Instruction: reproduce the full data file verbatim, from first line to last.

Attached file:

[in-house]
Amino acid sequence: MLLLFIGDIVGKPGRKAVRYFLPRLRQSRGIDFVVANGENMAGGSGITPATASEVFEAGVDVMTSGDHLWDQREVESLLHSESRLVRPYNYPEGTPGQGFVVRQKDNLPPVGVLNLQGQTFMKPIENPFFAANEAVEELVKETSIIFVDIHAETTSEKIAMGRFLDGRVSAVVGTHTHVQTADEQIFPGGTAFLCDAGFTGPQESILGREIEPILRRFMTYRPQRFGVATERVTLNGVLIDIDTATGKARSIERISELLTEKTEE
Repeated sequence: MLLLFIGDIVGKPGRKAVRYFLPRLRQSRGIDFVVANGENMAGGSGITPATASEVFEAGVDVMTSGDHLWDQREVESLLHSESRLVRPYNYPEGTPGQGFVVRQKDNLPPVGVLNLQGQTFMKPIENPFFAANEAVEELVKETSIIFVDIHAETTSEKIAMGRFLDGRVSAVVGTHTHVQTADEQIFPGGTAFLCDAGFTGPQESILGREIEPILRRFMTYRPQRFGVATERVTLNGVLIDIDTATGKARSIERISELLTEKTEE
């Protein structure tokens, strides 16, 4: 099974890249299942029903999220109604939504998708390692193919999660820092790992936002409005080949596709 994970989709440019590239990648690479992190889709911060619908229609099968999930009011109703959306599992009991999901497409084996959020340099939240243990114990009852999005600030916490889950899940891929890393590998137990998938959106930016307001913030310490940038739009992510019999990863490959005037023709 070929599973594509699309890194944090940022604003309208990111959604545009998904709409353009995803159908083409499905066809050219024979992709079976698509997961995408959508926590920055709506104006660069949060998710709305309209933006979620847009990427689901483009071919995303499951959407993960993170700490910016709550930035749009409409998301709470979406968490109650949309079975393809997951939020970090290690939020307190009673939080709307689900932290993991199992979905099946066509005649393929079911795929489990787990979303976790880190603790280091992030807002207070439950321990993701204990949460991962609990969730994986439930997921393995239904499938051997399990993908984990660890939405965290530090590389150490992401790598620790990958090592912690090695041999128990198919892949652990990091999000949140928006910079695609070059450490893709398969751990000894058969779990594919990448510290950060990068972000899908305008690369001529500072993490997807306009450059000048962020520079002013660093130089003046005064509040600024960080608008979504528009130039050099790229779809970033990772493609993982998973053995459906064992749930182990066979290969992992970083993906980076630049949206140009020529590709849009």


[in-house]
Amino acid sequence: MLLLFIGDIVGKPGRKAVRYFLPRLRQSRGIDFVVANGENMAGGSGITPATASEVFEAGVDVMTSGDHLWDQREVESLLHSESRLVRPYNYPEGTPGQGFVVRQKDNLPPVGVLNLQGQTFMKPIENPFFAANEAVEELVKETSIIFVDIHAETTSEKIAMGRFLDGRVSAVVGTHTHVQTADEQIFPGGTAFLCDAGFTGPQESILGREIEPILRRFMTYRPQRFGVATERVTLNGVLIDIDTATGKARSIERISELLTEKTEE
Repeated sequence: MLLLFIGDIVGKPGRKAVRYFLPRLRQSRGIDFVVANGENMAGGSGITPATASEVFEAGVDVMTSGDHLWDQREVESLLHSESRLVRPYNYPEGTPGQGFVVRQKDNLPPVGVLNLQGQTFMKPIENPFFAANEAVEELVKETSIIFVDIHAETTSEKIAMGRFLDGRVSAVVGTHTHVQTADEQIFPGGTAFLCDAGFTGPQESILGREIEPILRRFMTYRPQRFGVATERVTLNGVLIDIDTATGKARSIERISELLTEKTEE
């Protein structure tokens, strides 16, 4: 099974890249299942029903999220109604939504998708390692193919999660820092790992936002409005080949596709 994970989709440019590239990648690479992190889709911060619908229609099968999930009011109703959306599992009991999901497409084996959020340099939240243990114990009852999005600030916490889950899940891929890393590998137990998938959106930016307001913030310490940038739009992510019999990863490959005037023709 070929599973594509699309890194944090940022604003309208990111959604545009998904709409353009995803159908083409499905066809050219024979992709079976698509997961995408959508926590920055709506104006660069949060998710709305309209933006979620847009990427689901483009071919995303499951959407993960993170700490910016709550930035749009409409998301709470979406968490109650949309079975393809997951939020970090290690939020307190009673939080709307689900932290993991199992979905099946066509005649393929079911795929489990787990979303976790880190603790280091992030807002207070439950321990993701204990949460991962609990969730994986439930997921393995239904499938051997399990993908984990660890939405965290530090590389150490992401790598620790990958090592912690090695041999128990198919892949652990990091999000949140928006910079695609070059450490893709398969751990000894058969779990594919990448510290950060990068972000899908305008690369001529500072993490997807306009450059000048962020520079002013660093130089003046005064509040600024960080608008979504528009130039050099790229779809970033990772493609993982998973053995459906064992749930182990066979290969992992970083993906980076630049949206140009020529590709849009």